$P\left(\mathit{x}\right)$ could lead potentially to more accurate learning functions:

$f:\mathit{X}\mapsto Y$, where

$\mathit{x}=\left\{{x}_{1},{x}_{2},\dots ,{x}_{N}\right\}$ stands for a typical example with

N features while

$y$ symbolizes the label that accompanies any such sample, being either known or unknown in the cases of

L and

U, respectively. Furthermore, through

$\mathit{X},Y$, we depict the space of the examples and the labels.

In this work, we aim to propose an accurate and robust batch-based inductive Active Learning (AL) algorithm for pool-based scenario, regarding the manner that the data are initially concerned. The base learner of the proposed AL algorithm is based on the adoption of an ensemble learner into its learning structure so as to cover efficiently the shortage of labeled data (

${\mathit{l}}_{i}\u03f5L$) along with the existence of a human oracle (

${H}^{oracle}$) that may provide us with trustworthy annotations. At the same time, a quite larger pool of unlabeled examples

$\left({\mathit{u}}_{i}\u03f5U\right)$ is available for mining its context [

10]. Since the need for well-established predictions during the labeling stage of

${u}_{i}$ is one of the most crucial point during AL strategies, the exploitation of ensemble learners seems mandatory in order to capture better the insights of the examined data. Several recent works are also directed towards introducing ensemble learners into AL or other WSL variants, such as Semi-supervised Learning (SSL) [

11], Cooperative Learning (CL) [

12]—also known as AL + SSL [

13,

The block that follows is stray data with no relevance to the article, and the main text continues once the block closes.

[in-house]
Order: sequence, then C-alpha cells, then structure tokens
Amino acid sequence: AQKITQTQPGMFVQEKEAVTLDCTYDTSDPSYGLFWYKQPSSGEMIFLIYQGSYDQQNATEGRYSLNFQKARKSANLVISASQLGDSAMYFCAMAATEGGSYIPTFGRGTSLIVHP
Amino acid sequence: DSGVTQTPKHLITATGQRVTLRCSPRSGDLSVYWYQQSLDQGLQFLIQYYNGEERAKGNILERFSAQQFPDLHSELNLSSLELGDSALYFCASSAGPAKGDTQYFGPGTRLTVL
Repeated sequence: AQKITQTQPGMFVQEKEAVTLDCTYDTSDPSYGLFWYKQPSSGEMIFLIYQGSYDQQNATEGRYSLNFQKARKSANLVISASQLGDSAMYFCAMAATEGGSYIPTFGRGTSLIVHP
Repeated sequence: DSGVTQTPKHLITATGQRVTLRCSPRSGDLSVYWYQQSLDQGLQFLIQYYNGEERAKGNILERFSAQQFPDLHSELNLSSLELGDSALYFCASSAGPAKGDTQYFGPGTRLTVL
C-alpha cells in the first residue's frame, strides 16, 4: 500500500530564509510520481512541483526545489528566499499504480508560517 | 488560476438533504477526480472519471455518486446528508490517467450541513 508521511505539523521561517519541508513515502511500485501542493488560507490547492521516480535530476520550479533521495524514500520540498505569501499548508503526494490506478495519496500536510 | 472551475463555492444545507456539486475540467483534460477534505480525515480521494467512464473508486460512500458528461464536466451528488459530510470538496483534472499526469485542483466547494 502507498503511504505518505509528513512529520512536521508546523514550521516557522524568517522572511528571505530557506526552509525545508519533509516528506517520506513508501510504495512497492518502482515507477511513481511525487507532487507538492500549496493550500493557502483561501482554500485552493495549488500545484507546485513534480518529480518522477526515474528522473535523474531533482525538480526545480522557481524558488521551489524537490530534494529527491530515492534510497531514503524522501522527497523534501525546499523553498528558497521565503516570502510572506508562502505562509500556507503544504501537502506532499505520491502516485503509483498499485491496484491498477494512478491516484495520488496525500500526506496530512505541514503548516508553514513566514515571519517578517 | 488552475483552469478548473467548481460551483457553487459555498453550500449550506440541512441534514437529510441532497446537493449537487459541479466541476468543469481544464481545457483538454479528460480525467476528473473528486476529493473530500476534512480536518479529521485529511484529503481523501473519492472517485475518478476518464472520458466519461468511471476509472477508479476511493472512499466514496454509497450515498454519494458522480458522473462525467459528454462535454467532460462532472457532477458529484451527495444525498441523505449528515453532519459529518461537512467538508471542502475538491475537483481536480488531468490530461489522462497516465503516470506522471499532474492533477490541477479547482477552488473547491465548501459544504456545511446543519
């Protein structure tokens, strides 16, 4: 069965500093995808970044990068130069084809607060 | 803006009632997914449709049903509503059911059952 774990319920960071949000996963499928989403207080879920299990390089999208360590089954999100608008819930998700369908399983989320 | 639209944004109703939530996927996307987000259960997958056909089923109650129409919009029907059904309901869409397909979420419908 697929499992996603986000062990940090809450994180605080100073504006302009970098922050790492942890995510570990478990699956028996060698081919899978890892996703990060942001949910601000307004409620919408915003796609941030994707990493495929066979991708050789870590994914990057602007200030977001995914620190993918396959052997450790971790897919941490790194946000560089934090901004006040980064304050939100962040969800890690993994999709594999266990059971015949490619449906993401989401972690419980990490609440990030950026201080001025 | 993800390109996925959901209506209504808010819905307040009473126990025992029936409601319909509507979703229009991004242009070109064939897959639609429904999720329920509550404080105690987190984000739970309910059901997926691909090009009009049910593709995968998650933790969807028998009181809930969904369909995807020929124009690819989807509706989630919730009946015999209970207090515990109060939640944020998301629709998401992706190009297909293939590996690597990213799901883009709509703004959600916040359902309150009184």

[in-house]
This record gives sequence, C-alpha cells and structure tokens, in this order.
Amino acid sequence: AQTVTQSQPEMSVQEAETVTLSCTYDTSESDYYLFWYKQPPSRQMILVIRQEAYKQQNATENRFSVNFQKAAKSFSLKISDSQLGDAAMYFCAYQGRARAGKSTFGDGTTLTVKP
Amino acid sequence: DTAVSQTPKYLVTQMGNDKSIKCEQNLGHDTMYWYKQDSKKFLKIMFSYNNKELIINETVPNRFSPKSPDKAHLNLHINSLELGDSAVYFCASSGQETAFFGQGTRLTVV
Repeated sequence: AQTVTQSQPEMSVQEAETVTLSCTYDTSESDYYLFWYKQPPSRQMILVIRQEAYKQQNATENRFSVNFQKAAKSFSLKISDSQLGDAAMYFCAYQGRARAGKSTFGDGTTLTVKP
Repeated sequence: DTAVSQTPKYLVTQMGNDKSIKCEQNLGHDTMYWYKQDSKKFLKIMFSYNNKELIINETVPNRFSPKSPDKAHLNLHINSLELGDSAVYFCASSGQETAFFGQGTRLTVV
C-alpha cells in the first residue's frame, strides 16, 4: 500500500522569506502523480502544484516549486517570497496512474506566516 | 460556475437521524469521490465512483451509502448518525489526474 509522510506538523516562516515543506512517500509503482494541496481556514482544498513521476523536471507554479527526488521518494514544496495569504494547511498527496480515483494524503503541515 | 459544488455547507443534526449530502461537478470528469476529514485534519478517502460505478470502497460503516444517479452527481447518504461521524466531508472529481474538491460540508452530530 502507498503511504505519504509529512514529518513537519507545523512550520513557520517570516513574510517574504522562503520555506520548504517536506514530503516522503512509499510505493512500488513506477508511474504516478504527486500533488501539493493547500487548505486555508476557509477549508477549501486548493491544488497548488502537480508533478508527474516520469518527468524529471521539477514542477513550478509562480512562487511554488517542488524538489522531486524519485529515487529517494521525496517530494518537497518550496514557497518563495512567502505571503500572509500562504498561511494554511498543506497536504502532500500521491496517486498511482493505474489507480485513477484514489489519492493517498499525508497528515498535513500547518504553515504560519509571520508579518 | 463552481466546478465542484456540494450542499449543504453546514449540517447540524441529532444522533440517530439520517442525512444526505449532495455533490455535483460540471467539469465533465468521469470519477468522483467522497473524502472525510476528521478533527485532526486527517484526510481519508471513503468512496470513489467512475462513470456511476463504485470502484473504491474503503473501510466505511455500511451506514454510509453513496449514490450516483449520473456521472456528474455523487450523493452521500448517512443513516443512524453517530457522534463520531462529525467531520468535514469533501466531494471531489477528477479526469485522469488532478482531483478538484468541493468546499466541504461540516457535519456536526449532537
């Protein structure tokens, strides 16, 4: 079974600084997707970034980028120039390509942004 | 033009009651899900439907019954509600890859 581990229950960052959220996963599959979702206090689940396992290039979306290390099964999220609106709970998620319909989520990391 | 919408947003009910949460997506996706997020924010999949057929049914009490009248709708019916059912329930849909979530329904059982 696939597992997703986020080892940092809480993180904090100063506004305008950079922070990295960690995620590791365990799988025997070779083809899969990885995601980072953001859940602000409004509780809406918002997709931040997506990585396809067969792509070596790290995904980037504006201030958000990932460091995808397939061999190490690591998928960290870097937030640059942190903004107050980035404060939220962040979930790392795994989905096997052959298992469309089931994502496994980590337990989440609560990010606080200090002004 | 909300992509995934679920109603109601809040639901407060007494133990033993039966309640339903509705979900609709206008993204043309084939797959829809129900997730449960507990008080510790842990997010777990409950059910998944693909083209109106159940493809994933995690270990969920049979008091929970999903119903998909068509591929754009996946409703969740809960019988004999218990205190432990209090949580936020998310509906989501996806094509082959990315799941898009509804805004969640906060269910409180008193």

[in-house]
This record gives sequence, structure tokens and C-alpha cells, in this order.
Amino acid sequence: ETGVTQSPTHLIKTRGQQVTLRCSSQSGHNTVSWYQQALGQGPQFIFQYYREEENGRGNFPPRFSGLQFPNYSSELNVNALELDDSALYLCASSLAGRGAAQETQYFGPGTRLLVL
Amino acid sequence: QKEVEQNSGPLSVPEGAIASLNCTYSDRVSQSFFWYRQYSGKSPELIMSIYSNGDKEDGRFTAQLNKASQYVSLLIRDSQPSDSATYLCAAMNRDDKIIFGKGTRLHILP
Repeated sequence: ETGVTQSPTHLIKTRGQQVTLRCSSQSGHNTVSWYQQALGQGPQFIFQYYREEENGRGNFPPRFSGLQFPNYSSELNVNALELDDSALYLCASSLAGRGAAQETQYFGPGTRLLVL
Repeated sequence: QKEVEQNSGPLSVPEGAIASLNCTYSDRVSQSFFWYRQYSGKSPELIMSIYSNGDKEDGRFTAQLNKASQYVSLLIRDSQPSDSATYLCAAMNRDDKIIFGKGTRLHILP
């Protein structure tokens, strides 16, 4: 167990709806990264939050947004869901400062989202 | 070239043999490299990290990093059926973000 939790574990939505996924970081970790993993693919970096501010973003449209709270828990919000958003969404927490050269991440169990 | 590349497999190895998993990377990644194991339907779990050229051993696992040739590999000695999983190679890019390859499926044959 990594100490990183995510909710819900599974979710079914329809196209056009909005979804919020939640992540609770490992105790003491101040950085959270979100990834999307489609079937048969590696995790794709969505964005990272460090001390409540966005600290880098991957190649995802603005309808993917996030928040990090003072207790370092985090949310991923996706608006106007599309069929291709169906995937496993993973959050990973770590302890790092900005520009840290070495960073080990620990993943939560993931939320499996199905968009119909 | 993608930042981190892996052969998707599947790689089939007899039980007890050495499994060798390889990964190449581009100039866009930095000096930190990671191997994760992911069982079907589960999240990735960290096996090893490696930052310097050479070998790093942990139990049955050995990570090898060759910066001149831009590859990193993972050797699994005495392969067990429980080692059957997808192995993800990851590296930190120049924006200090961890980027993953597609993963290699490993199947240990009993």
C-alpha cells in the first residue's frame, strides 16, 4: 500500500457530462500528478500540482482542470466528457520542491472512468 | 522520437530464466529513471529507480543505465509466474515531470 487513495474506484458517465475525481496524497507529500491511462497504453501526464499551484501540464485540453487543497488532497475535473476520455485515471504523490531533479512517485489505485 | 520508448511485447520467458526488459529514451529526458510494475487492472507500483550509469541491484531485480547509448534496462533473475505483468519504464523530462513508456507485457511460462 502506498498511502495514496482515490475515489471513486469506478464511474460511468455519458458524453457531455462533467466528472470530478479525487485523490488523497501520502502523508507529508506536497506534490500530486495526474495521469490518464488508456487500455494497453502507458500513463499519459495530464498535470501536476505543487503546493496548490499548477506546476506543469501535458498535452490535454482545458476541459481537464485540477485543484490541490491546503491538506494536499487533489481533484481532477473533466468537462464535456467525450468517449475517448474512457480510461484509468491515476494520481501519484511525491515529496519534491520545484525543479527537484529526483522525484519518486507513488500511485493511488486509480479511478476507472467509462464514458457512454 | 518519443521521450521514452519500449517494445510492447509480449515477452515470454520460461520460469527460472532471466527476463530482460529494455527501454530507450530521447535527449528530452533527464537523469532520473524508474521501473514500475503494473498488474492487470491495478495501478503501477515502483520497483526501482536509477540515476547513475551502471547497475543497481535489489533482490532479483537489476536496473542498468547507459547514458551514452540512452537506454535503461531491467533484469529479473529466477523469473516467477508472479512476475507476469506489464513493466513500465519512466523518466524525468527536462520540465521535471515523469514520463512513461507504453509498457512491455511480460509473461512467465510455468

14]—or even Transfer Learning (TL) [

15], while the field of supervised ensemble learners is still in bloom [

16].

In our case, we prefer the adoption of the Logitboost ensemble learner, a product of the well-known procedure of generating ensemble learners through serially formatting a Generalized Additive Model (GAM), which does not prevent us from adopting additive tree models, as follows:

According to its strong theory, Logitboost manipulates the distribution of the training dataset based on the errors that occur during their categorization, where

$M$ depicts the learning rounds of this iterative procedure [

17]. Following the generic concept of boosting, during the training stage, we fit a number of learners

$f(\xb7)$ which try to emphasize better on the instances that are misclassified. This is made through the weighting vector

$\mathit{w}$ that enables the fitted learner to modify its decisions towards covering the most difficult cases based on their weight factors. After

$M$ such rounds, we reach an iteratively boosted learning function, which has ideally transformed to a strong learner by continuously reducing the errors that the initial weak model and its previous variants faced.

Although the variant of AdaBoost is the most popular product of the boosting family algorithms, Logitboost actually constitutes a choice that may reward us compared to some defects that AdaBoost presents [

18]. To be more specific, Logitboost uses a smoother weighting function than the default AdaBoost classifier, a fact that allows to address better the examples that are highly misclassified since the direction towards learning the proper mapping function per each learning round is not heavily affected by them. Instead, their importance does not overwhelm the corresponding importance of the examples with smaller misclassified errors, providing more robust confidence scores: